The connection between oral health and gut health

The link between oral health and overall wellness is well studied and recognized. Yet one underestimated point is the connection between oral health and gut health. Recent studies show an interdependence between the health of our mouth and gut, each affecting the other in unexpected ways.

Oral health, gut health, and microbiomes

To appreciate the impact of oral and gut health on your overall health, you first need to understand microbiomes.

The National Human Genome Research Institute defines the microbiome as “the community of microorganisms (such as fungi, bacteria, and viruses) that exists in a particular environment. In humans, the term is often used to describe the microorganisms that live in or on a particular part of the body, such as the skin or gastrointestinal tract.”

Your body is full of microbiomes. According to an article from Science Focus, “In any human body there are around 30 trillion human cells, but our microbiome is an estimated 39 trillion microbial cells including bacteria, viruses and fungi that live on and in us.”

These microbial cells inhabit nearly all parts of your body, from your armpits to your feet. The areas that have the largest numbers of microbial cells are the oral and gut microbiomes. 

Understanding the oral microbiome

The oral cavity is home to a diverse ecosystem of bacteria, fungi, and other microorganisms collectively known as the oral microbiome. These microorganisms play crucial roles in maintaining oral and overall health by aiding digestion, protecting against harmful pathogens, contributing to immune system function, and more.

Understanding the gut microbiome

Like the oral microbiome, the gut harbors trillions of microorganisms. They form the gut microbiome, which affects digestion, metabolism, immune function, and protection from pathogens.

The balance of beneficial and harmful bacteria in the gut is essential for gut health, with disruptions linked to conditions such as inflammatory bowel disease, chronic gut infections, allergies, diabetes, and more.

The connection between oral health and gut health

Now that you’re familiar with the oral and gut microbiomes individually, it’s time to dive into the connections between them.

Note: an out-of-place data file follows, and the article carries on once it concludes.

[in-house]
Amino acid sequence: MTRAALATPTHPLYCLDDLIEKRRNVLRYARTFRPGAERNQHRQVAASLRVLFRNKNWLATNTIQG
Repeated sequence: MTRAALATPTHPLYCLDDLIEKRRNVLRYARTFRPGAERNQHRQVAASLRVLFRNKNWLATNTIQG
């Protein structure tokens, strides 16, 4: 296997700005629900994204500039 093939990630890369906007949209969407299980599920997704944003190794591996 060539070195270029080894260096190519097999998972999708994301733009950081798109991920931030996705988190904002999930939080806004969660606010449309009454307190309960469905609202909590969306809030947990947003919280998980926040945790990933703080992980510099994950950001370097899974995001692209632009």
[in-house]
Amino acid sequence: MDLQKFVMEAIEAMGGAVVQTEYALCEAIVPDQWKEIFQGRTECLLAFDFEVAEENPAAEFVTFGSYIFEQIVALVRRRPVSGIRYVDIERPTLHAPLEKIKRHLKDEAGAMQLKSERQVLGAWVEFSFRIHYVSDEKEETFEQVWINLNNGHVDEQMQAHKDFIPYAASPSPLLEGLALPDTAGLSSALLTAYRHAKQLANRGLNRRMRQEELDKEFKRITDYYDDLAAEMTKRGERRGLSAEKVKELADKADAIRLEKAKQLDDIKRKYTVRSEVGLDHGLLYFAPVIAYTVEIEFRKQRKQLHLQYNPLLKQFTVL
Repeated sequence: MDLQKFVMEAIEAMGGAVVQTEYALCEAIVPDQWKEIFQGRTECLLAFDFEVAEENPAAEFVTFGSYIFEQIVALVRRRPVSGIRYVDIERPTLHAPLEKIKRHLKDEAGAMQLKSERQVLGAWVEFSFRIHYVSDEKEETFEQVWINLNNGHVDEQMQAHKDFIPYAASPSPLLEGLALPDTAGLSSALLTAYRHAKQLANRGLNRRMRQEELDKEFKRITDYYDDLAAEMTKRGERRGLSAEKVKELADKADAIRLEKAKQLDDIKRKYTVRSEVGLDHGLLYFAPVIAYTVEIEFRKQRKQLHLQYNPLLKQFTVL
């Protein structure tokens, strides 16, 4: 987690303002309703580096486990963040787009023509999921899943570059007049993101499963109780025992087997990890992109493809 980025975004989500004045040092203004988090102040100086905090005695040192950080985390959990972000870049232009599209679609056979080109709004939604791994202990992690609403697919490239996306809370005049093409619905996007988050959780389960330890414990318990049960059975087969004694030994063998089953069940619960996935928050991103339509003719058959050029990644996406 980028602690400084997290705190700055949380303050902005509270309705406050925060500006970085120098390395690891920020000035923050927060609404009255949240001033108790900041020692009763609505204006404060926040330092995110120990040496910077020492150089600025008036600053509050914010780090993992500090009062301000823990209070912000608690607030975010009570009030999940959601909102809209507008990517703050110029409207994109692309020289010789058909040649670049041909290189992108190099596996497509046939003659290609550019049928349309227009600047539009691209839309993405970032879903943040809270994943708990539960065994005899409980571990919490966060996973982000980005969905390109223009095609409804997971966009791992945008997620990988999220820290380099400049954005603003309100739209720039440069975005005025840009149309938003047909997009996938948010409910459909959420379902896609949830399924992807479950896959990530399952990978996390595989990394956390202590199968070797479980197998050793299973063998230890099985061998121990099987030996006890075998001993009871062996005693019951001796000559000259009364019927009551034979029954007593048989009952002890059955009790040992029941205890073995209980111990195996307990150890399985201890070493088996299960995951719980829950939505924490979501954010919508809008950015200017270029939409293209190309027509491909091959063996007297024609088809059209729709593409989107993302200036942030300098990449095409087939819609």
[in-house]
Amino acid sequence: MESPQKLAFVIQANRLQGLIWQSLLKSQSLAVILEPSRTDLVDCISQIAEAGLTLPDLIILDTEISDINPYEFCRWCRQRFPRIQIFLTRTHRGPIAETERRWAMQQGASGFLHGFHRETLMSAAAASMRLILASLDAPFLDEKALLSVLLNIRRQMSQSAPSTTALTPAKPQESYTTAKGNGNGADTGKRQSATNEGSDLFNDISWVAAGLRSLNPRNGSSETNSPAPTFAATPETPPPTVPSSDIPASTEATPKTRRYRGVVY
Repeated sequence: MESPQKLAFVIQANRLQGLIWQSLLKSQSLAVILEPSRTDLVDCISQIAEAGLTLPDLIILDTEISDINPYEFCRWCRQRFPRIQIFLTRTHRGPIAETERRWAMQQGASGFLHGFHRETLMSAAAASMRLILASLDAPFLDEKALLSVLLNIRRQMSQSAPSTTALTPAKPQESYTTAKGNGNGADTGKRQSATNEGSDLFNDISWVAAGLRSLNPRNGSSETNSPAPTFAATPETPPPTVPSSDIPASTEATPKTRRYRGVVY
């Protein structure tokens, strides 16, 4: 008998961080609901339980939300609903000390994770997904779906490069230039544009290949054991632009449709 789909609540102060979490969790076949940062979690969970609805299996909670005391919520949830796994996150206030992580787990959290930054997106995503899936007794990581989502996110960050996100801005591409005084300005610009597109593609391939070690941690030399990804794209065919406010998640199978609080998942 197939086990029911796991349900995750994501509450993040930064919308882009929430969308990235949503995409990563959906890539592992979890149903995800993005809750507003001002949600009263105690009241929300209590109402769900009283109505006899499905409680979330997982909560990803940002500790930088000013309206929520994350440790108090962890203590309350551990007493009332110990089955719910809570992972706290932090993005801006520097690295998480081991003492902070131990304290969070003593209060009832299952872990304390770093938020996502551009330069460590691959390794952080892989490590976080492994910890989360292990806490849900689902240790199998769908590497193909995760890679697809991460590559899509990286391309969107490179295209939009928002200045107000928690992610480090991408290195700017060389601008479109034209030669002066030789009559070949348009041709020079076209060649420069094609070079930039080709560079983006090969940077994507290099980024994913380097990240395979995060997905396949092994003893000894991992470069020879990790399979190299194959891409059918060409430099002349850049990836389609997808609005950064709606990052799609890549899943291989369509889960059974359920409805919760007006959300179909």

Research suggests that the mouth and gut microbiomes talk to each other. They do this through a complex network called the oral-gut axis. This bidirectional communication occurs via various pathways, including the bloodstream, saliva, and the gut-brain axis, which connects the gut and the central nervous system.

According to a study from the journal Cancers, “it has been reported that oral and gut microbiomes interdependently regulate physiological functions and pathological processes. Oral-to-gut and gut-to-oral microbial transmissions can shape and/or reshape the microbial ecosystem in both habitats, eventually modulating pathogenesis of disease.”

In simple terms, these findings suggest that the germs in both the mouth and gut influence each other. This leads to a shared exchange between the two, which can have significant implications for the development and progression of diseases.

Uneven bacterial transmission has a big impact on overall health

Logic would suggest that the oral and gut microbiomes have equal influence. However, a study from the Amsterdam University Medical Center suggests that “bacteria are transmitted from the oral environment to the gut far more often than was previously thought.”

Basically, the research shows that the oral microbiome has a bigger influence over the gut microbiome, not the other way around. It suggests that the health of your oral microbiome has a more significant impact on your gut health and risk of other medical conditions than previously thought. 

Impact on systemic health

The connection between oral and gut health extends beyond the digestive system. Research has shown that an imbalance in the oral microbiome can lead to oral and medical health problems.

According to the study from the journal Cancers, “The oral microbiome can affect systemic health conditions, not limited to the dental health.” This includes systemic diseases like Alzheimer’s disease, diabetes, and cardiovascular disease.”

The oral microbiome may influence systemic health more than thought. But gut health can also impact oral health.

Gut health has been found to play a role in the health of oral bones. Researchers from the National Institute of Dental and Craniofacial Research found that “certain gut bacteria trigger an immune response that leads to loss of the bone that anchors the teeth, akin to the bone loss that can result from periodontal (gum) disease.”

Promoting oral and gut health

Given the relationship between oral and gut health, maintaining a balanced microbiome in both is crucial for overall well-being. Here are some strategies to support both oral and gut health:

  • Adopt a balanced diet rich in fruits, vegetables, whole grains, and probiotic-rich foods to nourish beneficial bacteria.
  • Practice good oral hygiene habits, including regular brushing, flossing, and dental check-ups to prevent oral health issues.
  • Minimize sugary and acidic foods and beverages, which can disrupt the oral microbiome and contribute to tooth decay.